Event Lists: An event list standard

In a previous post I mentioned an Ethereum event database that I would like to create (chronicle). This event list will be curated so gatekept by default, as we will maintain it. However, I don’t want to create just another centralized database. Though it will be all open-source, which is great, but maybe it needs some more systemic solution for better composability…

Event Lists

That’s why I want to introduce something I’m calling Event Lists. It’s supposed to be an open standard (or specification) for creating lists of events and their details. That means - anyone will be able to use this standard, and create their own list of events. So our EEG Ethereum event list will be just one of many.

Gatekeeping is dead and EEG is definitely not meant to be the sole curator. That’s why Event Lists can be a pretty good way to achieve inclusivity and decentralization. Any community or subcommunity, or even an individual, will be able to publish the list or their events contained in it.

Different types (and scopes) of lists:

  • a comprehensive list of all events in one industry, e.g. Ethereum event list
  • list of own events - communities, companies or projects can make their list, just with their own events, e.g. EEG Events like meetups, or ETHGlobal events
  • group of events, such as Devconnect or Prague Blockchain Week
  • a single event - even a single event will be able to publish its own list (for aggregation)
  • private event list

Use cases

This common standard will be our foundation on which we can build various tools that can be used by all those who implement the standard:

  • clients for browsing of events
  • clients generating various statistics and metrics
  • potential integration in clients of social networks

This standard will not only be useful for Ethereum or cryptocurrency events, but for all types of events.

Example 1: List of events on Ethereum.org

On Ethereum.org in the Community section you can find a list of Ethereum events. That’s great, but this list is maintained by the Ethereum.org team, who handle all the extensive documentation, so there’s a long wait for PR about adding more events or editing them (or you have to have someone in EF to go through it for you).

Event Lists are a great solution for Ethereum.org - because they will only need to implement this standard, and they can leave the listing and curation of events to EEG and other trusted sources. It doesn’t have to be fixed to one data provider, but there can be multiple providers and they can change over time as needed.


From a technological point of view, the event list will be a single JSON file that can be hosted on:

  • distributed/decentralized file storage - IPFS/Arweave/Swarm etc.
  • decentralized/federative social protocol - Matrix/Nostr/Bluesky etc.
  • centralized web2 hosting (https://)

The specification of the JSON file structure would be written using the JSON Schema standard.

Inspiration: Token Lists

Whole idea it’s heavily inspired by Uniswap’s Token Lists, which focuses on token listing for dApps. In terms of curation, it’s a very similar thing, whether it’s tokens or events.

I recommend anyone interested to read their article Introducing Token Lists, where the advantages of this solution are nicely described.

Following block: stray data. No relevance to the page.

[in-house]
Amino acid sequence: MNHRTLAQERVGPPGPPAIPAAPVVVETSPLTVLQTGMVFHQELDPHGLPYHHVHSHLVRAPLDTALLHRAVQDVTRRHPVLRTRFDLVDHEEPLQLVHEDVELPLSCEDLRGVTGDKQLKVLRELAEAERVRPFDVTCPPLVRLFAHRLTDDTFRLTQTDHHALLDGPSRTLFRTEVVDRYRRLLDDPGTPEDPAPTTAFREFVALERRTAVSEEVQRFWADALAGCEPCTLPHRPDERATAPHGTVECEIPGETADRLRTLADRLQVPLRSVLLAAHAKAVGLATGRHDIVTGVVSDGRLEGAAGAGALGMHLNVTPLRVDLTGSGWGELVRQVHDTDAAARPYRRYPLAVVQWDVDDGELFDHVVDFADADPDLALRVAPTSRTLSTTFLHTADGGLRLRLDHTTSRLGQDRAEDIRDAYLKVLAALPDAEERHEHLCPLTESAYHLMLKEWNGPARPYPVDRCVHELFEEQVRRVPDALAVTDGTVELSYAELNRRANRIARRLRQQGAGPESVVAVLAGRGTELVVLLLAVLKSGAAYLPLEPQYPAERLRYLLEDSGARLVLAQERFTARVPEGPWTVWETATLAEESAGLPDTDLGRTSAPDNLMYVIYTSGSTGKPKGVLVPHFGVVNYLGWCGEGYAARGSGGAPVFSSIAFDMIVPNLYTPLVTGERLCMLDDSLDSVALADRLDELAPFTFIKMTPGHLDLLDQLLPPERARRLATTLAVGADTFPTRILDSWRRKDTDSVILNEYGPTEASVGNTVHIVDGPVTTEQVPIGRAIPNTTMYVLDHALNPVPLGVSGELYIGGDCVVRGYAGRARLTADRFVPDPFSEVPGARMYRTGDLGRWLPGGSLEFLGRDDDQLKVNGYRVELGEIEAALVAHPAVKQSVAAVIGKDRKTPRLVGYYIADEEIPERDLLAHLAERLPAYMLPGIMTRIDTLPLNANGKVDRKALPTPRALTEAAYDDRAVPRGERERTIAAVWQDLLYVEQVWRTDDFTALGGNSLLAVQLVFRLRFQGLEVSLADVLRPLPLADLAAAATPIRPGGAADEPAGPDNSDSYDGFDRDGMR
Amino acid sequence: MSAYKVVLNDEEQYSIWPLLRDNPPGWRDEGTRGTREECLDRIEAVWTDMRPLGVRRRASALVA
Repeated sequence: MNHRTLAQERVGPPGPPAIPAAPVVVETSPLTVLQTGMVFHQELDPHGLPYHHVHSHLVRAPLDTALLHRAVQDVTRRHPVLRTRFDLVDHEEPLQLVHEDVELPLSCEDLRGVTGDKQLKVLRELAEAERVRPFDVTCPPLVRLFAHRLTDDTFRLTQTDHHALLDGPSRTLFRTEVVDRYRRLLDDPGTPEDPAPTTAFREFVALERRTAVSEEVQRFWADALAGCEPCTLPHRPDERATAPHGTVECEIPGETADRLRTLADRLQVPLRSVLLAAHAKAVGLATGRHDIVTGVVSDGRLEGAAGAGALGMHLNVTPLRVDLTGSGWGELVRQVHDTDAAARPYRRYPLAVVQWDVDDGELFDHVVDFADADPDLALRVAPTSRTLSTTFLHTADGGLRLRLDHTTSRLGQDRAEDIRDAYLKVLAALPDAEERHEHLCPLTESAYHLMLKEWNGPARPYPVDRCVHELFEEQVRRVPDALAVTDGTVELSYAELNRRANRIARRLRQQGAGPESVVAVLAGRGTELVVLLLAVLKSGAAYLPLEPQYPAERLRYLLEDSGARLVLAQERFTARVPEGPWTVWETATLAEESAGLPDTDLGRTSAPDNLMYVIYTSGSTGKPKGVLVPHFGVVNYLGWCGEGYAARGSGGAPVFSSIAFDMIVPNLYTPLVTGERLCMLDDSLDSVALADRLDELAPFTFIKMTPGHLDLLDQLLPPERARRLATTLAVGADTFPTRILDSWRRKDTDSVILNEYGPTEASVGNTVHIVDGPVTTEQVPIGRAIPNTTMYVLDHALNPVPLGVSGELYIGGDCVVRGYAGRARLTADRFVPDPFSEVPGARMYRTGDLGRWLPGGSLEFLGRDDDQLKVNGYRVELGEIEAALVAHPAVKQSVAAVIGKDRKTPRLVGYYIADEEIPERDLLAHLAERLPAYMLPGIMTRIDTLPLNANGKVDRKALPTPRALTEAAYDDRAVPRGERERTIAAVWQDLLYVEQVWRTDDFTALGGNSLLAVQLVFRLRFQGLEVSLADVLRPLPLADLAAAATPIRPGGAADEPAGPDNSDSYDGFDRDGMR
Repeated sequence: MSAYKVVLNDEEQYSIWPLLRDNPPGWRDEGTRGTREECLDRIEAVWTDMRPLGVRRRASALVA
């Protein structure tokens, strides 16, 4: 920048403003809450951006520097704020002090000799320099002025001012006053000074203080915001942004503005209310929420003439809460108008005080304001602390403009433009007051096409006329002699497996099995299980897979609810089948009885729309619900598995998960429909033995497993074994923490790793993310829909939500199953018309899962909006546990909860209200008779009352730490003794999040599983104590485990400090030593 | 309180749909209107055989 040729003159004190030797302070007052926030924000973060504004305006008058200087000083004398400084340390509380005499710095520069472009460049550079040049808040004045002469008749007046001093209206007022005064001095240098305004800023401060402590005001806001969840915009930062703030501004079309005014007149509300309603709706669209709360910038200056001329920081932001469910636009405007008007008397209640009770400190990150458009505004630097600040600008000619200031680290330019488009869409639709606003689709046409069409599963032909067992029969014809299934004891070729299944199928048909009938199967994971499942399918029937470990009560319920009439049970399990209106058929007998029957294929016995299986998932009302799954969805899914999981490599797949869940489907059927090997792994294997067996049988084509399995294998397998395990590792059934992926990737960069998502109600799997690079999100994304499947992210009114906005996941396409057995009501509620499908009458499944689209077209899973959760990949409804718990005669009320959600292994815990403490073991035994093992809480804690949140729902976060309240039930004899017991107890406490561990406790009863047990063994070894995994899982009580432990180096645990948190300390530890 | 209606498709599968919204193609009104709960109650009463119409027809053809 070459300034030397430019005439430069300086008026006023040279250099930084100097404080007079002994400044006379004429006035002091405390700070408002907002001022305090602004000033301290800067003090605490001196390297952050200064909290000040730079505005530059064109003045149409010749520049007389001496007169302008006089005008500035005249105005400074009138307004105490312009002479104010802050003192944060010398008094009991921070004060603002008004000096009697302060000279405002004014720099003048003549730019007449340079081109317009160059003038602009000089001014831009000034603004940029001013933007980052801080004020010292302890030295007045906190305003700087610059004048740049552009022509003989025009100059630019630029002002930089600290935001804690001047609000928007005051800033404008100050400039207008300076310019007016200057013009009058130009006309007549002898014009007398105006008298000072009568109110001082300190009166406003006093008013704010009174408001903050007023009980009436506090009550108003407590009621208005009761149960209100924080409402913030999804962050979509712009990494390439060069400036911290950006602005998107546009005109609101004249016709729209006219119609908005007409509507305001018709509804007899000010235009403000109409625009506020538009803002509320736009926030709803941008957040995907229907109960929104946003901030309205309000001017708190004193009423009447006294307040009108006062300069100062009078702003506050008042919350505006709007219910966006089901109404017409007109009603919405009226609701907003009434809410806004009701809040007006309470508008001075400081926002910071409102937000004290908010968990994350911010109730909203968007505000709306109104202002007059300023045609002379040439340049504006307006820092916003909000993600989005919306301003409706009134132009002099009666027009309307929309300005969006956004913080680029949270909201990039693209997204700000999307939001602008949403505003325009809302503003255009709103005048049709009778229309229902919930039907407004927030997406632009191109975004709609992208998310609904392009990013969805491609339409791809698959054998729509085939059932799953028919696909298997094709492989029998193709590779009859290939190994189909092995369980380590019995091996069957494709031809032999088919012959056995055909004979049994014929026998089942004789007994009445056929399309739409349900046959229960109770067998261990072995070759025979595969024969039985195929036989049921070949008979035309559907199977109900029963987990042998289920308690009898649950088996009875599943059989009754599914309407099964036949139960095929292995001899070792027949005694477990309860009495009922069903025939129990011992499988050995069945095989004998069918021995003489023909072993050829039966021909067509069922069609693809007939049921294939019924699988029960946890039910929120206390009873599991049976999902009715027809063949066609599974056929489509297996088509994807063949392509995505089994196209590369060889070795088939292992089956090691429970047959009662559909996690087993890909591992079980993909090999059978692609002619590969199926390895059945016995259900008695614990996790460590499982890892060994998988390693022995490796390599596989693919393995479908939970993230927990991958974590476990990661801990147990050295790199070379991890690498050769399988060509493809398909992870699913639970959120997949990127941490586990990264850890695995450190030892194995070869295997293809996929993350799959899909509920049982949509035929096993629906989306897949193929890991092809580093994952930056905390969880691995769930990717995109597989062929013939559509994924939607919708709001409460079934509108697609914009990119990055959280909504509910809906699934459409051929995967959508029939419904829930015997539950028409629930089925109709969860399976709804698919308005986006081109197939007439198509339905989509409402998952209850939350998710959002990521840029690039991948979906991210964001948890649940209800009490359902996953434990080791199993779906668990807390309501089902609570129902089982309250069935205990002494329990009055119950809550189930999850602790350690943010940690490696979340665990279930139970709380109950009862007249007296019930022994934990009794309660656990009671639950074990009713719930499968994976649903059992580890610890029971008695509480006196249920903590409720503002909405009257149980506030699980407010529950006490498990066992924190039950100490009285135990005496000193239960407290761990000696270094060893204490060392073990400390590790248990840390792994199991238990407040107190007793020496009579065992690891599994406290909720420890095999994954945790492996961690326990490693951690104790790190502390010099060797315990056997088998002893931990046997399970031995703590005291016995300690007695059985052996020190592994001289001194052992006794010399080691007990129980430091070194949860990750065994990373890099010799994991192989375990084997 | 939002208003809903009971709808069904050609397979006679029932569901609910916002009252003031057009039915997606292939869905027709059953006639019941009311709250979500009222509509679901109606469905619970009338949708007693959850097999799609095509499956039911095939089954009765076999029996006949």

Potential issues

Schema complexity and grow

Compared to Token Lists, the basis of which is really simple, just a few properties, here we need handle a lot more properties. The schema should be basically future-proof, i.e. only backward-compatible changes should be made, but still it will probably be a good idea to introduce major versioning.

It will probably take much longer to stabilize the scheme, because I believe there is a lot of information to collect. In any case, it is best to keep the basic schema as simple as possible and add any extra data using some form of “extensions” (?).

No unique event IDs

In the case of tokens, it’s simple - each can be uniquely identified by its smart-contact address. For events, there is no universal identifier, it is a combination of location, name, time and other details. That can be a big problem when merging the same events together from different lists.

It would be great to have a DID for each event, but this is unrealistic because it would mean that the organizers would have to create the DID themselves. We want to be able to add an event organized by someone else to the list.

Proof of concept

I’m experimenting with this on GitHub, I’ve created a repository of event-lists:


The whole idea is still in its early stages. We need to talk more about it. For now, it seems like the best way to go, but maybe some of you will have a different opinion.

What do you think of this standard? Does it seem like a good idea to you? Do you see any major problems or obstacles?

I would be glad for any comments or ideas! :pray:

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Looks awesome!
To solve the unique identifier problem, why not bring each event on-chain, we could create a simple interface for event organizers to add their event to the list, and in the process, they need to mint an NFT, and we can use it as the identifier, “so that each piece of the garden has something on-chain” :slight_smile: . Might seem a little over-engineered but could be fun and might open up other use cases.

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